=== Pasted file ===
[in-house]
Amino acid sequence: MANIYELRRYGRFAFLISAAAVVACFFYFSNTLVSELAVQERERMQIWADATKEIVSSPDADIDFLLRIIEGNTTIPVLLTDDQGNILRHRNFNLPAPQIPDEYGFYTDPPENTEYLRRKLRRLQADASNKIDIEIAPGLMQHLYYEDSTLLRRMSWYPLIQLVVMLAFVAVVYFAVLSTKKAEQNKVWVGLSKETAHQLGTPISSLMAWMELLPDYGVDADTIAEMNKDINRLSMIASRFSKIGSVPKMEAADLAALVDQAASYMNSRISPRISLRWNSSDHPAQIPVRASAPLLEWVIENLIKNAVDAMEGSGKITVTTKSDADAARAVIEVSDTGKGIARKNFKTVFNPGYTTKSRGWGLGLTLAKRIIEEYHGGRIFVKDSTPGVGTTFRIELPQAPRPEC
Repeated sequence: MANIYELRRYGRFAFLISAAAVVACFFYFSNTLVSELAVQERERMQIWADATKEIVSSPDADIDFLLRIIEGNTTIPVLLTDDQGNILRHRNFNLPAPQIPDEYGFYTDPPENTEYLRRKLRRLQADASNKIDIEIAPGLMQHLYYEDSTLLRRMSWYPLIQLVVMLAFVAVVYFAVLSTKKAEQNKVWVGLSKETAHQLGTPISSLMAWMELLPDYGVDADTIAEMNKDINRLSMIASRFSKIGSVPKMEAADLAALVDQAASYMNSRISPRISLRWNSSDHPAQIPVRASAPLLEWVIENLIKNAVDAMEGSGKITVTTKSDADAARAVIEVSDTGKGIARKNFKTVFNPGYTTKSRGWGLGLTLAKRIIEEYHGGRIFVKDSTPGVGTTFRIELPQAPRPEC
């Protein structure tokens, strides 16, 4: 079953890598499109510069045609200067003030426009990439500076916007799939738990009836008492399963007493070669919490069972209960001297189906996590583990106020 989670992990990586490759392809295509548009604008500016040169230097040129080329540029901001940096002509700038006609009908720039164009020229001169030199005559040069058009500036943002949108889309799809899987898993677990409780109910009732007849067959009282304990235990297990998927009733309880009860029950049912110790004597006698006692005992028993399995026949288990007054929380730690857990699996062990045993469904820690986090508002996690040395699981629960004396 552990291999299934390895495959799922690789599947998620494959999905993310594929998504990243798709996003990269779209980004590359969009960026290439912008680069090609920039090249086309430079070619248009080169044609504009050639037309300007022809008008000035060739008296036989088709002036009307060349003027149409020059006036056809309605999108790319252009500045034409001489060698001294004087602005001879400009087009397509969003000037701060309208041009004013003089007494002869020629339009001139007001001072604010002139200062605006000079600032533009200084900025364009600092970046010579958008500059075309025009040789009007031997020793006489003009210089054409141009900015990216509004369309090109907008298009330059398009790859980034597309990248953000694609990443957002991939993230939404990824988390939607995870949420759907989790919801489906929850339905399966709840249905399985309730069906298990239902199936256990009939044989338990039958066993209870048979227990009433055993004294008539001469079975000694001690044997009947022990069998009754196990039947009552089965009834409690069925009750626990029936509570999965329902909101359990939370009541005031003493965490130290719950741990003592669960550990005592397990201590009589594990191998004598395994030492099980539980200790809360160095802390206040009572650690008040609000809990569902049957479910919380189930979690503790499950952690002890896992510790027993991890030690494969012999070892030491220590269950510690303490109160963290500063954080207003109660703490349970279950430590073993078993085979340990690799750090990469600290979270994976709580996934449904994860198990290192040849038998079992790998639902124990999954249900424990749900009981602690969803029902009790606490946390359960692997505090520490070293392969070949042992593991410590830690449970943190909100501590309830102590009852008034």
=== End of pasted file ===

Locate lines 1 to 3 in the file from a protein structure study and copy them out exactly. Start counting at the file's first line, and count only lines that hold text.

[in-house]
Amino acid sequence: MANIYELRRYGRFAFLISAAAVVACFFYFSNTLVSELAVQERERMQIWADATKEIVSSPDADIDFLLRIIEGNTTIPVLLTDDQGNILRHRNFNLPAPQIPDEYGFYTDPPENTEYLRRKLRRLQADASNKIDIEIAPGLMQHLYYEDSTLLRRMSWYPLIQLVVMLAFVAVVYFAVLSTKKAEQNKVWVGLSKETAHQLGTPISSLMAWMELLPDYGVDADTIAEMNKDINRLSMIASRFSKIGSVPKMEAADLAALVDQAASYMNSRISPRISLRWNSSDHPAQIPVRASAPLLEWVIENLIKNAVDAMEGSGKITVTTKSDADAARAVIEVSDTGKGIARKNFKTVFNPGYTTKSRGWGLGLTLAKRIIEEYHGGRIFVKDSTPGVGTTFRIELPQAPRPEC
Repeated sequence: MANIYELRRYGRFAFLISAAAVVACFFYFSNTLVSELAVQERERMQIWADATKEIVSSPDADIDFLLRIIEGNTTIPVLLTDDQGNILRHRNFNLPAPQIPDEYGFYTDPPENTEYLRRKLRRLQADASNKIDIEIAPGLMQHLYYEDSTLLRRMSWYPLIQLVVMLAFVAVVYFAVLSTKKAEQNKVWVGLSKETAHQLGTPISSLMAWMELLPDYGVDADTIAEMNKDINRLSMIASRFSKIGSVPKMEAADLAALVDQAASYMNSRISPRISLRWNSSDHPAQIPVRASAPLLEWVIENLIKNAVDAMEGSGKITVTTKSDADAARAVIEVSDTGKGIARKNFKTVFNPGYTTKSRGWGLGLTLAKRIIEEYHGGRIFVKDSTPGVGTTFRIELPQAPRPEC